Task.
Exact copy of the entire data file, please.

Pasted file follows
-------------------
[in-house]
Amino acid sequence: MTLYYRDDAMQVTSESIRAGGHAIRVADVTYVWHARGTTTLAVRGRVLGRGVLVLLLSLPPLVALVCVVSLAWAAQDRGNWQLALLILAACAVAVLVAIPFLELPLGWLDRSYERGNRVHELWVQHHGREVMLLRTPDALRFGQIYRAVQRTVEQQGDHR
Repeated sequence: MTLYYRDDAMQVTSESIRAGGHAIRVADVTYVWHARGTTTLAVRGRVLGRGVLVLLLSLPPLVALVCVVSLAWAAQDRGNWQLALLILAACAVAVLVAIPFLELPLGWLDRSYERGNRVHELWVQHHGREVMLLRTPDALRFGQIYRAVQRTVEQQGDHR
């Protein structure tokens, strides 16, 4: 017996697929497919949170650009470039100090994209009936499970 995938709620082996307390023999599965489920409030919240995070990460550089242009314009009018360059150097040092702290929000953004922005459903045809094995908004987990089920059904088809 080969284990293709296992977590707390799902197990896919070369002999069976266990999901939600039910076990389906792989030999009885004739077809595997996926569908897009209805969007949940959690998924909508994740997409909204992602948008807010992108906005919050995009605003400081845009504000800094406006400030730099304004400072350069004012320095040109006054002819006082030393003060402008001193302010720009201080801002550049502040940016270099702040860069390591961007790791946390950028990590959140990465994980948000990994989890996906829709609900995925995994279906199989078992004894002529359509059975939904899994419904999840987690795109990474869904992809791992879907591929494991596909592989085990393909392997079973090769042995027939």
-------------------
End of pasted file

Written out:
[in-house]
Amino acid sequence: MTLYYRDDAMQVTSESIRAGGHAIRVADVTYVWHARGTTTLAVRGRVLGRGVLVLLLSLPPLVALVCVVSLAWAAQDRGNWQLALLILAACAVAVLVAIPFLELPLGWLDRSYERGNRVHELWVQHHGREVMLLRTPDALRFGQIYRAVQRTVEQQGDHR
Repeated sequence: MTLYYRDDAMQVTSESIRAGGHAIRVADVTYVWHARGTTTLAVRGRVLGRGVLVLLLSLPPLVALVCVVSLAWAAQDRGNWQLALLILAACAVAVLVAIPFLELPLGWLDRSYERGNRVHELWVQHHGREVMLLRTPDALRFGQIYRAVQRTVEQQGDHR
């Protein structure tokens, strides 16, 4: 017996697929497919949170650009470039100090994209009936499970 995938709620082996307390023999599965489920409030919240995070990460550089242009314009009018360059150097040092702290929000953004922005459903045809094995908004987990089920059904088809 080969284990293709296992977590707390799902197990896919070369002999069976266990999901939600039910076990389906792989030999009885004739077809595997996926569908897009209805969007949940959690998924909508994740997409909204992602948008807010992108906005919050995009605003400081845009504000800094406006400030730099304004400072350069004012320095040109006054002819006082030393003060402008001193302010720009201080801002550049502040940016270099702040860069390591961007790791946390950028990590959140990465994980948000990994989890996906829709609900995925995994279906199989078992004894002529359509059975939904899994419904999840987690795109990474869904992809791992879907591929494991596909592989085990393909392997079973090769042995027939």